There are tremendous opportunities for U.S. exporters willing and able to follow the strict Japanese product regulations and keep up with the latest trends in this market. Under the U.S. – Japan Free Trade Agreement (effective January 1, 2020), nearly 90% of U.S. food and agricultural imports into Japan are either duty free or receive preferential tariff access.Japan is also the third largest U.S. export market for processed foods, totaling a record high US$3 billion in 2022, up 8% from the previous year. In 2023 U.S. processed food exports to Japan dropped 13% to US$2.6 billion. This equates to a loss of nearly US$390 million, which adds to the U.S. trade deficit in food and agricultural products.There are tremendous opportunities for U.S. exporters willing and able to follow the strict Japanese product regulations and keep up with the latest trends in this market. Under the U.S. – Japan Free Trade Agreement (effective January 1, 2020), nearly 90% of U.S. food and agricultural imports into Japan are either duty free or receive preferential tariff access.

Japan is also the third largest U.S. export market for processed foods, totaling a record high US$3 billion in 2022, up 8% from the previous year. In 2023 U.S. processed food exports to Japan dropped 13% to US$2.6 billion. This equates to a loss of nearly US$390 million, which adds to the U.S. trade deficit in food and agricultural products.

Top processed foods exported to Japan in 2023 included:

  • Processed Vegetables and Pulses
  • Prepared/Preserved Seafood
  • Food Preparations and Ingredients
  • Prepared/Preserved Meats
  • Processed/Prepared Dairy Products
  • Alcoholic Beverages
  • Non-Alcoholic Beverages

Market Opportunities and Key Issues for U.S. Processed Food Exporters in Japan

Market Opportunities

  • Reduced duties under the U.S.-Japan Trade Agreement.
  • U.S. products have a good quality reputation and are generally priced lower than domestic products.
  • Recognized as a global leader in high standards for food safety and animal/plant health.
  • Perception of the U.S. as a reliable supplier with large production capacity.
  • Diverse range of product availability from bulk to intermediate to consumer oriented.
  • Increasing westernization and health consciousness of consumer food preferences.
  • Variety of product availability with flavors and different functions.

Key Issues

  • Some U.S. products face higher tariffs than competitor suppliers due to preferential trade agreements such as CPTPP and the Japan-EU EPA.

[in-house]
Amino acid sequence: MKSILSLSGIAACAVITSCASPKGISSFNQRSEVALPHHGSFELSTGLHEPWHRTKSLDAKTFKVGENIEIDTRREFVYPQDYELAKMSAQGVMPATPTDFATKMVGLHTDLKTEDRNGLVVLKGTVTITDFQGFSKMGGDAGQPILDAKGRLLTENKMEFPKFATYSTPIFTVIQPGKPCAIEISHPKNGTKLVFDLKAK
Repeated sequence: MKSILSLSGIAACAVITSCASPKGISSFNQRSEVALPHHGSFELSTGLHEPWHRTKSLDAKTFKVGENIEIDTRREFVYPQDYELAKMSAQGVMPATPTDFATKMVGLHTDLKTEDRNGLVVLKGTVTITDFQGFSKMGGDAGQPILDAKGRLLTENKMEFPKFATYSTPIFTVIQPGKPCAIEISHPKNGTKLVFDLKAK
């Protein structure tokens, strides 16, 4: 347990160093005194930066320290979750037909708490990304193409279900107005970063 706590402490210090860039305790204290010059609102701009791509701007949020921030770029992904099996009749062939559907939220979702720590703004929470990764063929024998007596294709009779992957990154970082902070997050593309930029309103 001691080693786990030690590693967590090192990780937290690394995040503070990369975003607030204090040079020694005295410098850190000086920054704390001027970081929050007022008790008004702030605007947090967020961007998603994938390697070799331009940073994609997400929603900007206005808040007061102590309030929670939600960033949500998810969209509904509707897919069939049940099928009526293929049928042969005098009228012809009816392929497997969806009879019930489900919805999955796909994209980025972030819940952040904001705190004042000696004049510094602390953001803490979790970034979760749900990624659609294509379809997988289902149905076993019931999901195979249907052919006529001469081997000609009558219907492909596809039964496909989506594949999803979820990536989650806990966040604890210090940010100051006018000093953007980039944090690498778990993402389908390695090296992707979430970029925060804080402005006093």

• Japanese consumers generally prefer domestic products over imports and are willing to pay a premium for “made in Japan.”
  • Desire for Japanese importers to diversify risk by sourcing from multiple countries.
  • High costs for marketing in Japan and the need to adjust retail packaging size for the domestic market.
  • Strict regulatory standards for imports that sometimes exceed U.S. domestic regulations.
  • Deliberate pace of business decision-making and the expectation of long-term commitment from foreign suppliers.
  • Price inflation and the strengthening of the U.S. dollar vis-à-vis the Japanese yen have made U.S. products less competitive.

Retail Sector

$169.5 billion

estimated retail sales in the packaged food market in 2023


growth in retail sales since 2019

327 billion

total value of all retail food and beverage sales in 2022

According to Euromonitor, retail sales in the packaged food market in Japan had been estimated at US$169.5 billion in 2023. That represents growth of 10.2% and US$15.6 billion since 2019. Japan is the third largest packaged food market in the world after the U.S. and China. By the year 2028, the retail sales in the packaged food market in Japan is expected to reach US$182.7 billion, a growth of 5.4% or US$9.3 billion from 2024.

High growth products in the forecast include:

  • Sweet Spreads
  • Meals and Soups
  • Ready Meals
  • Processed Fruit and Vegetables
  • Edible Oils
  • Cheese
  • Pet Food

FAS Post Tokyo reports that in 2022, the total value of all retail food and beverage sales in Japan totaled approximately US$327 billion. Supermarkets continue to represent the bulk of retail food sales totaling 35%, with convenience stores, drugstores and internet sales of food and beverages accounting for the rest of the market.

U.S. food and beverage products continue to be prominently displayed at supermarket stores and are frequently sought out by consumers for quality and freshness. Bakery goods, cereals, and pasta, along with confectionary products and processed vegetables, represent some of the best prospects of U.S. consumer-oriented products. These prospects are similarly true for nontraditional retailers, such as drug stores, which have increasingly begun to sell mostly processed food. The rising demand for nutritious and convenient food, as well as the growing popularity of food purchases at drug stores and similar retailers further support export opportunities for nonperishable products such as nuts and dried fruit.

According to industry sources, consumer trends have been influenced by COVID-19, increasing demand for time-saving products. Ready-made and single-serve meals have grown in popularity due to their convenience. “Meal Packs” that contain all ingredients needed for a meal are also increasingly utilized, as they shorten both shopping and food preparation times. “Perfect Nutrition Food,” which are high-protein and high-nutrition snacks, are similarly on the rise.